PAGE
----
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G.A. Cull, L. Wang, B. Fortune, C.F. Burgoyne, G.A. Cioffi; Differential Loss of Small vs. Large Axons in Three Different Experimental Glaucoma Models in Macaque Monkeys . Invest. Ophthalmol. Vis. Sci. 2005;46(13):1232.
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© ARVO (1962-2015); The Authors (2016-present)
Preferential loss of large axons has been cited as a characteristic of glaucomatous optic neuropathy (GON). The purpose of this study is to determine if there is differential loss of large vs. small axons in three different experimental glaucoma models in Macaque monkeys.
Three types of experimental GON were induced 1) chronic optic nerve ischemia via the vasoconstrictor, endothelin–1 to the optic nerve (ET–1, n=6) , 2) elevated IOP by trabecular meshwork lasering (High IOP, n=3), and 3) a combination of the two (ET–1 + High IOP, n=5). For each of the models, one eye was treated and the contralateral eye served as control. Cross–sections of all the optic nerves from the monkeys were processed and stained for axons with phenylendiamine. Axons were counted and the area of each axon was measured using an semi– automated image analysis system (Bioquant Imaging Systems, Nashville, TN). For each animal the axons in the control eye were separated into small and large axons and cumulative frequency distributions were plotted. The axon sizes were used to bin the frequency of all axons in the treatment eye. The ratio of frequency of the small and large axon groups of the treated eye over the control eye was calculated to determine if there was differential loss of small or large axons in each of the models.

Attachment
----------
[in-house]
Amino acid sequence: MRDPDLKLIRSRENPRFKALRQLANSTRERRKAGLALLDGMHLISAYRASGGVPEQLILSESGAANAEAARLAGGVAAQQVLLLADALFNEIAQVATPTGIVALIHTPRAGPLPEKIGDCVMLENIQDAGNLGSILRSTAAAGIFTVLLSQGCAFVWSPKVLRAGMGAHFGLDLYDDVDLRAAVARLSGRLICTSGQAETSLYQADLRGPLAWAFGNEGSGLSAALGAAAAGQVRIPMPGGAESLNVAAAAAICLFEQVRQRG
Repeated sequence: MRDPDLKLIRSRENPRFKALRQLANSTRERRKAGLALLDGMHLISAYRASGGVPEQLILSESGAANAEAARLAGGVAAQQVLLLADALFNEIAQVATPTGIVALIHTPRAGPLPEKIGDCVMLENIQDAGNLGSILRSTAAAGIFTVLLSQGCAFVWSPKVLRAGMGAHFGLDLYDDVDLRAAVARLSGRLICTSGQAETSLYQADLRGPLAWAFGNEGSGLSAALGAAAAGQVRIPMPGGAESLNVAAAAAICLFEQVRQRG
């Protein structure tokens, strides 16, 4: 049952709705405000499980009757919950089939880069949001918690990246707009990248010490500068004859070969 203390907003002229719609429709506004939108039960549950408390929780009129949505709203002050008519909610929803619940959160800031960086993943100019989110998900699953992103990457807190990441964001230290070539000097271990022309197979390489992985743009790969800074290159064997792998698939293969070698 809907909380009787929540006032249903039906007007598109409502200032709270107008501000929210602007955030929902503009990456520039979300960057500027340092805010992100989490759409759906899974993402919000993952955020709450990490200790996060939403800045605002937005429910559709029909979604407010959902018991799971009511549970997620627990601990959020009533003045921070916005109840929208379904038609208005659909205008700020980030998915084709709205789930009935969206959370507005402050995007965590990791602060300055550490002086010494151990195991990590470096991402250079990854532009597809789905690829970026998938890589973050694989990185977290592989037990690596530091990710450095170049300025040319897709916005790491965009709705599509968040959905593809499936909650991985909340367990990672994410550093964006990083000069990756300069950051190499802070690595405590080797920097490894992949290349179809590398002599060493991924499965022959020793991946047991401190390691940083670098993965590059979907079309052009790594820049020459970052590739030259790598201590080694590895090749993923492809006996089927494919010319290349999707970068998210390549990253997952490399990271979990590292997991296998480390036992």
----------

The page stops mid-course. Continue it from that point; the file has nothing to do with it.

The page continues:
In the control eyes of the models, 80% of the axons were smaller than 0.97+/– 0.26 µm2 (ET–1), 0.68 +/– 0.03 µm2 (High IOP) and 0.67 +/– 0.09 µm2 (ET + High IOP), respectively. In the ET–1 treated eyes, there was fewer large axons than the control eyes (p=0.02). In the High IOP model there were fewer small (p=0.04) and large (p=0.05) axons. In the combined ET–1+ High IOP treated eyes there was fewer small axons (p=0.007).
The size of axons, which are damaged in the three models, varies between the models. While the data is based on a small number of animals, significant differential loss is seen in each model. It is interesting that the combination of ischemia and High IOP has a differential loss of axons that is not similar to either the ET–1 or High IOP model alone.
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